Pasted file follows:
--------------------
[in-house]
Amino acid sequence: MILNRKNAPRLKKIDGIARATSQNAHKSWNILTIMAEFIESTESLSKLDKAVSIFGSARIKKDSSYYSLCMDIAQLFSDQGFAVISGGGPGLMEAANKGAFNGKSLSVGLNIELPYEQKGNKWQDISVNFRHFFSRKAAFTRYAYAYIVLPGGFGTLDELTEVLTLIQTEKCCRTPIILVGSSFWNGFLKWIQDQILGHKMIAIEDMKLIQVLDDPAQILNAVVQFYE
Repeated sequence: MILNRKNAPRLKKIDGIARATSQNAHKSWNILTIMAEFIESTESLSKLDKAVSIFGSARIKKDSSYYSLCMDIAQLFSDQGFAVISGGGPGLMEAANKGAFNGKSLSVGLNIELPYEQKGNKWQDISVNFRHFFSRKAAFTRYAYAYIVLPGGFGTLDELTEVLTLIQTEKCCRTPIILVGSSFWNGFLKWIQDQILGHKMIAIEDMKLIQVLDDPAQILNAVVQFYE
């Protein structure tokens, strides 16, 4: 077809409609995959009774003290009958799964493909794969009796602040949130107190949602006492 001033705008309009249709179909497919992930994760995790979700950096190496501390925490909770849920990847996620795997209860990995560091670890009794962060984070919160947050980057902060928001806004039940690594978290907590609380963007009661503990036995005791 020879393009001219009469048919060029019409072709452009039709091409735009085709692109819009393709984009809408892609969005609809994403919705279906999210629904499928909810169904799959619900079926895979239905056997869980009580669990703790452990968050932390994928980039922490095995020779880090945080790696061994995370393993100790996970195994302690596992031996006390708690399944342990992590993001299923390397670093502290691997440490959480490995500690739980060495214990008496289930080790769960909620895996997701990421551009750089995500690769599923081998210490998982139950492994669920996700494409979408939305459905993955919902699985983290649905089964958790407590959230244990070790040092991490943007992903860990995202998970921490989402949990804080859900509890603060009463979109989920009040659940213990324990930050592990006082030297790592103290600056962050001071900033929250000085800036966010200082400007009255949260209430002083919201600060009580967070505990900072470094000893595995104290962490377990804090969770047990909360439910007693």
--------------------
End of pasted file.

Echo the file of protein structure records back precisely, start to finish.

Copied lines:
[in-house]
Amino acid sequence: MILNRKNAPRLKKIDGIARATSQNAHKSWNILTIMAEFIESTESLSKLDKAVSIFGSARIKKDSSYYSLCMDIAQLFSDQGFAVISGGGPGLMEAANKGAFNGKSLSVGLNIELPYEQKGNKWQDISVNFRHFFSRKAAFTRYAYAYIVLPGGFGTLDELTEVLTLIQTEKCCRTPIILVGSSFWNGFLKWIQDQILGHKMIAIEDMKLIQVLDDPAQILNAVVQFYE
Repeated sequence: MILNRKNAPRLKKIDGIARATSQNAHKSWNILTIMAEFIESTESLSKLDKAVSIFGSARIKKDSSYYSLCMDIAQLFSDQGFAVISGGGPGLMEAANKGAFNGKSLSVGLNIELPYEQKGNKWQDISVNFRHFFSRKAAFTRYAYAYIVLPGGFGTLDELTEVLTLIQTEKCCRTPIILVGSSFWNGFLKWIQDQILGHKMIAIEDMKLIQVLDDPAQILNAVVQFYE
């Protein structure tokens, strides 16, 4: 077809409609995959009774003290009958799964493909794969009796602040949130107190949602006492 001033705008309009249709179909497919992930994760995790979700950096190496501390925490909770849920990847996620795997209860990995560091670890009794962060984070919160947050980057902060928001806004039940690594978290907590609380963007009661503990036995005791 020879393009001219009469048919060029019409072709452009039709091409735009085709692109819009393709984009809408892609969005609809994403919705279906999210629904499928909810169904799959619900079926895979239905056997869980009580669990703790452990968050932390994928980039922490095995020779880090945080790696061994995370393993100790996970195994302690596992031996006390708690399944342990992590993001299923390397670093502290691997440490959480490995500690739980060495214990008496289930080790769960909620895996997701990421551009750089995500690769599923081998210490998982139950492994669920996700494409979408939305459905993955919902699985983290649905089964958790407590959230244990070790040092991490943007992903860990995202998970921490989402949990804080859900509890603060009463979109989920009040659940213990324990930050592990006082030297790592103290600056962050001071900033929250000085800036966010200082400007009255949260209430002083919201600060009580967070505990900072470094000893595995104290962490377990804090969770047990909360439910007693």